Turtle Beach Montego DDL Sound Card

by Matthew Harris on December 5, 2005 in Audio & Media

We all have the desire to have the cleanest sound on our computers, but like everything else, there are far too many sound cards to choose from. Turtle Beach has been known for their high quality audio products, so we are taking a look at their top of the line Montego sound card. It looks good, but how does it perform for our audio junkie?

Software Cont. & Customer Service

The DDL control panel allows you to set the speaker configuration via a drop down menu and offers volume controls for all the speaker outputs along with the S/PDIF options in another drop down menu and visual indicators of what sound effects you have functioning.

The effects tab offers a virtual speaker positioning effect for helping to clean up any discrepancies in your speaker placement versus ideal placement. In the position effect you’ll also see the rotate buttons which set the virtual speakers spinning around your actual speaker array which is pretty interesting.

The environments section has a drop down menu for choosing the simulated “room” that you’re listening in and the size buttons below that set the amount of reverberation in depth, speed and decay unfortunately though there’s no setting for mixing the input signal with the processed signal output and sadly the signal you get by default is very “wet” (a musician’s term for saturated with effect) which makes it difficult to follow either lyrics in music or spoken dialogue in movie listening. I was using the environmental effects in my old sound setup which had an effect depth control, in use it wasn’t so much of a change in the level of the effect as in the mix with the incoming signal. It made it possible to use practically any effect and set it to where it wasn’t overpowering.

This got me to wondering why there wasn’t such an option on the DDL’s control panel so I fired off an email to Turtle Beach about it:


I’m currently evaluating the Montego DDL and I’ve got a question about mixing the base sound signal with the “wet” (processed) environmental audio signal in the environments setting.

I’ve been all over the control panel and I can’t seem to find a setting for this and frankly it concerns me since at best I’m finding the environments useful for light music listening and at worst only a couple of them are useful for that.

I just thought I’d ask you directly so that I could get your input on this and find out if there are any plans to possibly implement such a control in future driver revisions.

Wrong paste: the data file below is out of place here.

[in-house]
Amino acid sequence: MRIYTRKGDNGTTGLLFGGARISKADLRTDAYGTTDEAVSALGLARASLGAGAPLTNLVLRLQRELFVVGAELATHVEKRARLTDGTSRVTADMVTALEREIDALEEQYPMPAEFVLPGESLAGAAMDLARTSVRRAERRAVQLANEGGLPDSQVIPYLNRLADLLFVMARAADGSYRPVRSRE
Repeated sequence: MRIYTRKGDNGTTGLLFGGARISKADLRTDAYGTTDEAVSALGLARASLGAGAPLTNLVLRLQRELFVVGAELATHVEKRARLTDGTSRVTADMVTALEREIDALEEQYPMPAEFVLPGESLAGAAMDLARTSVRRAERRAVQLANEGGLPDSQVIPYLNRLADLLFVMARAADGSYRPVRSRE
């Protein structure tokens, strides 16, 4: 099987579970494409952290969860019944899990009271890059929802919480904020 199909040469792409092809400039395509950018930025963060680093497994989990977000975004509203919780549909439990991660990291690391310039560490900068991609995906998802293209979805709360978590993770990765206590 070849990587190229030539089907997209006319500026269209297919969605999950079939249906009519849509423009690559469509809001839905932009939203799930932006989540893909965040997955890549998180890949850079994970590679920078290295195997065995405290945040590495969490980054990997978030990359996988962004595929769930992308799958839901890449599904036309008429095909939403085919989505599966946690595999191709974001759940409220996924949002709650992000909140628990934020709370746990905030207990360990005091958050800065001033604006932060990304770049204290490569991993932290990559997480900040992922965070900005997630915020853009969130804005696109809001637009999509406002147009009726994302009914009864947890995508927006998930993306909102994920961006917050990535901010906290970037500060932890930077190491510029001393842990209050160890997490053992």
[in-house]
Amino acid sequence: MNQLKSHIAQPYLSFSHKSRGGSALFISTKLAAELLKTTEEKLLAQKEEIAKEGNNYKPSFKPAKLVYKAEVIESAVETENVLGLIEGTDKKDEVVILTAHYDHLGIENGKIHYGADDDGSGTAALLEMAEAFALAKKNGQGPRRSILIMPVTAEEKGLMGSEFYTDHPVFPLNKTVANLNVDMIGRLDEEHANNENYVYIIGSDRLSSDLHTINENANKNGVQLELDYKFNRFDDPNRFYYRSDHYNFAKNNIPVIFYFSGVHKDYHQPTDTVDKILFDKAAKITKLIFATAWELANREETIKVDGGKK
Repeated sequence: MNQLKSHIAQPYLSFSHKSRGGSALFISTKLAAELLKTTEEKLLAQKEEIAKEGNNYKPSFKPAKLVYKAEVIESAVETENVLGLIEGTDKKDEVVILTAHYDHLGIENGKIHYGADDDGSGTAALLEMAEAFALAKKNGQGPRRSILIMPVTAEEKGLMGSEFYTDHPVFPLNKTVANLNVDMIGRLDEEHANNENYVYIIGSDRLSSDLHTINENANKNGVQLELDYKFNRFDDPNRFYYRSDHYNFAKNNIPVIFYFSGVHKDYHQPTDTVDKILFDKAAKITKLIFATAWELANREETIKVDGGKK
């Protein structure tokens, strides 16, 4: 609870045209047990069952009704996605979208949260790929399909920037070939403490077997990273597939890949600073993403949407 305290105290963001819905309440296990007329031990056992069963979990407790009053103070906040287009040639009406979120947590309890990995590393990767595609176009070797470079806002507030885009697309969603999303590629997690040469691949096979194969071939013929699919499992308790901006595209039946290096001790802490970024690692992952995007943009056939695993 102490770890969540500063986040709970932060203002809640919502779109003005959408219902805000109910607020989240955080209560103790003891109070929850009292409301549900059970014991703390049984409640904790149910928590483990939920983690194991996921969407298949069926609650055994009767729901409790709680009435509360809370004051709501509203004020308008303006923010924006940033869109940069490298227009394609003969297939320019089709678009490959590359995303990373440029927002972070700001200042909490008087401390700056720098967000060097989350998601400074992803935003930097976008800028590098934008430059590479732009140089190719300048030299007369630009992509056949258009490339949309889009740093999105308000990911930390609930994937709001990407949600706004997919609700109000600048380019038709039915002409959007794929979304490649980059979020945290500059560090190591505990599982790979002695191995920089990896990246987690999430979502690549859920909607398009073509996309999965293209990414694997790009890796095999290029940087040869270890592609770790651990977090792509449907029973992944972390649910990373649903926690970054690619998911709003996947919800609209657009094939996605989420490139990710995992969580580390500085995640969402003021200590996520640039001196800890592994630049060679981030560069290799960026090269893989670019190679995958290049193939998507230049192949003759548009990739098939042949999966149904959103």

Thank you for your time.

And this was the reply that I got an hour and forty five minutes later (very nice speed in replying):


Thank you for contacting the Turtle Beach technical support team.

Thank you for your interest in our products. Your request has been forwarded to our developers for future consideration. If they consider it essential to the functionality of the sound card, it will be implemented on the next revision without notice.

We do appreciate your suggestion.

Best Regards,

Turtle Beach Technical Support Team

I guess some response is better than none. On a personal note I think they should consider it essential to the functionality of the card since without it the environments are essentially broken for anything other than novelty effects. I’ve found one environment that works for music listening without overpowering the vocals and even it is useless for movie watching.

In the sound FX section is the key shifter which will speed up or slow down the playback speed of digital music which is just a gimmick really, I can’t see as it would be of any practical use to a musician since there’s no way of getting an exact change in pitch out of the slider.

The center canceller changes the relative phase of the parts of a stereo recording that is equally reproduced in both speakers, this in effect cancels the sound out. The control should change the phase of those parts of the signal from 0° to 180° between the signals going to the speakers which will result in an electrical cancellation of those parts of the signals.

The voice changer control is pretty fun to play with, it works by either adding echo to the mic input or by morphing the mic input though something akin to a flanging affect, when you choose the morph you get 5 predefined levels of effect, the center is more or less normal and moving the slider to the left results in 2 steps of lowering in pitch and timbre and moving the slider to the right results in a rise pitch and timbre, pretty amusing in general.

The mixer tab presents your basic mixer panel, in general. The recording source for sound recorder doesn’t have a group of sliders, instead you have a drop down menu that allows you to choose one source or another or a setting for a mix of all. Happily you can still use windows mixer to mute any sources (such as the mic or line, aux, CD, Etc.) that you don’t want contributing noise to your recording.

As you can see from the rear of the card there are a ton of outputs along with the line in, mic in and S/PDIF ins and outs. This being the case there is no game port/midi input so if you’re a midi user you’ll have to buy a converter to use it with this card. This isn’t a ding against the card because the midi input has basically gone the way of the dodo ever since the advent of multi channel cards due to the real-estate taken up by the ports.

A quick glance at the card and the package contents shows that the card is fairly simple, small and doesn’t require an aux power input. We also see the single driver/software disk plus the few pieces hardcopy that accompanied the card.

Which leads me to ponder their decision to use such a huge box…

On to the test (yes I know I left out the equalizer tab, bear with me):